Vermörd are a Maryland-based blackened death metal band who are new to me, and one Islander had meant to write about before his current work debacle denied him the chance to do so. As such, I figured I’d include them in this post, and also because he told me to check them out under the theory that I might like music. And right he was.
(Earlier this week, Metal Injection published a discourse on The 10 Most Lethal Weapons In Black Metal. In the introduction to the article, the author alluded to the reasons why certain kinds of weaponry have been associated with the genre. Now we get the author’s full explanation — a Part 1, if you will, to the Part 2 piece that appeared at Metal Injection. At NCS, you know the prolific author as Rev. Will. In the course of his research, he consulted members of Noctem, Sigh, and Edge of Paradise, as well as the Vegan Black Metal Chef.)
Funnily enough, whenever black metal weaponry floats to the surface of the perpetually random sea of thoughts slushing about in my head, the next thing that invariably comes to mind is the “bling-bling” of hip-hop culture. Before the elitists out there start coming down on me with the wrath of Satan’s cheeseburger, consider for a moment the following comparison.
Now, I am not insinuating that there is a musical similarity between both genres. What I would like to point out is that just as bling-bling is the Statue of Liberty of hip-hop, black metal weaponry is very much an iconic part of black metal that serves as the first graphic reference for most people’s memory banks when they try to recollect what they can of the grim metal sub-genre (someone ought to give it a catchy name too, maybe “cling-clang”). Just as many hip-hop artistes are famous within the mainstream music circle for their overly-flashy jewelry, black metal musicians are infamous within the underground music community for their ostentatious weapons as well.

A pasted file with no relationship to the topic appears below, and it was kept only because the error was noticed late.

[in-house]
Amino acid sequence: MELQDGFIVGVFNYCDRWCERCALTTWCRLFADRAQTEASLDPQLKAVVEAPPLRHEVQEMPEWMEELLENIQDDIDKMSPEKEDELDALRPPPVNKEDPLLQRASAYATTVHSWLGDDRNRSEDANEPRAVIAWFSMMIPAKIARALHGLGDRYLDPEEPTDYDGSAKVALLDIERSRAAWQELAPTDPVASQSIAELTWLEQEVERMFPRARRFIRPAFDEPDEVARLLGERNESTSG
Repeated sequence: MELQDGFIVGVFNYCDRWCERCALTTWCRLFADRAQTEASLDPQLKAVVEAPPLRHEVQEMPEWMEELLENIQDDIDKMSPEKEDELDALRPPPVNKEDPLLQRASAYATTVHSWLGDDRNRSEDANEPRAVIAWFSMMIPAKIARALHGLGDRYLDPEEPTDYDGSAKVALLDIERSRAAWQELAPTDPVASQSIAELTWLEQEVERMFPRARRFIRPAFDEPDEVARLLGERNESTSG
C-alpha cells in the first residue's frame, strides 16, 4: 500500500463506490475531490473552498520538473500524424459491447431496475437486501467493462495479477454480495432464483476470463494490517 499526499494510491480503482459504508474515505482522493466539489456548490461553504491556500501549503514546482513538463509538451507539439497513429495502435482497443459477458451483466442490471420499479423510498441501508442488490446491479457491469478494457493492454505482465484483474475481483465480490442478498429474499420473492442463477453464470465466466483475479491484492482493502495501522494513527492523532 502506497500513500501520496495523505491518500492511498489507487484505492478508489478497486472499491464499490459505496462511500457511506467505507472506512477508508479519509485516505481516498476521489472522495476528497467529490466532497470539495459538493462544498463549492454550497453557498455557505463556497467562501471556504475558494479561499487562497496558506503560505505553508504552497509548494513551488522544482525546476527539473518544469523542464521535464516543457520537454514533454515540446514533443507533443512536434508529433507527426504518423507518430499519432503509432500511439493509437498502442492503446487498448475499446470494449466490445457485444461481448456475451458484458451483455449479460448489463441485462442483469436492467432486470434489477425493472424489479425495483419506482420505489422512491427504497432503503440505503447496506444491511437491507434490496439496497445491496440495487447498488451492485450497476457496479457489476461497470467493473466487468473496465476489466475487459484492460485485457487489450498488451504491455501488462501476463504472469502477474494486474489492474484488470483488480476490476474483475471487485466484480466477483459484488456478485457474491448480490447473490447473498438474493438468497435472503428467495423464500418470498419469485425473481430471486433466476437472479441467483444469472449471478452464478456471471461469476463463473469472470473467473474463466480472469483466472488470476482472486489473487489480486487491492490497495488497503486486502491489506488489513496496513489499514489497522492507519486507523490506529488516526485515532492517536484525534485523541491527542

Over time, both sets of accessories have evolved from merely being elements of sub-genre attire into cultural movements of their own. Bling-bling and cling-clang are both usually made of metal, but that’s where the similarity between both cultural movements stops. Unsurprisingly, for a sub-genre and cultural movement as pessimistic and misanthropic as black metal, its proliferation in the early ‘90s even had the occasional political motive—something much of hip-hop has left far behind since its early days.
I don’t listen to a lot of black metal. That is, I don’t listen to a lot of straight-up black metal. I like my black metal to be experimented with, diluted, wrapped around electronic melodies (Thy Catafalque) or folky weirdness (old Finntroll) or prog (newer Enslaved). So, although I am a big fan of In Somniphobia, the newest release from Japanese black metal weirdos Sigh, my experience with them to date only goes back to their Gallows Gallery album.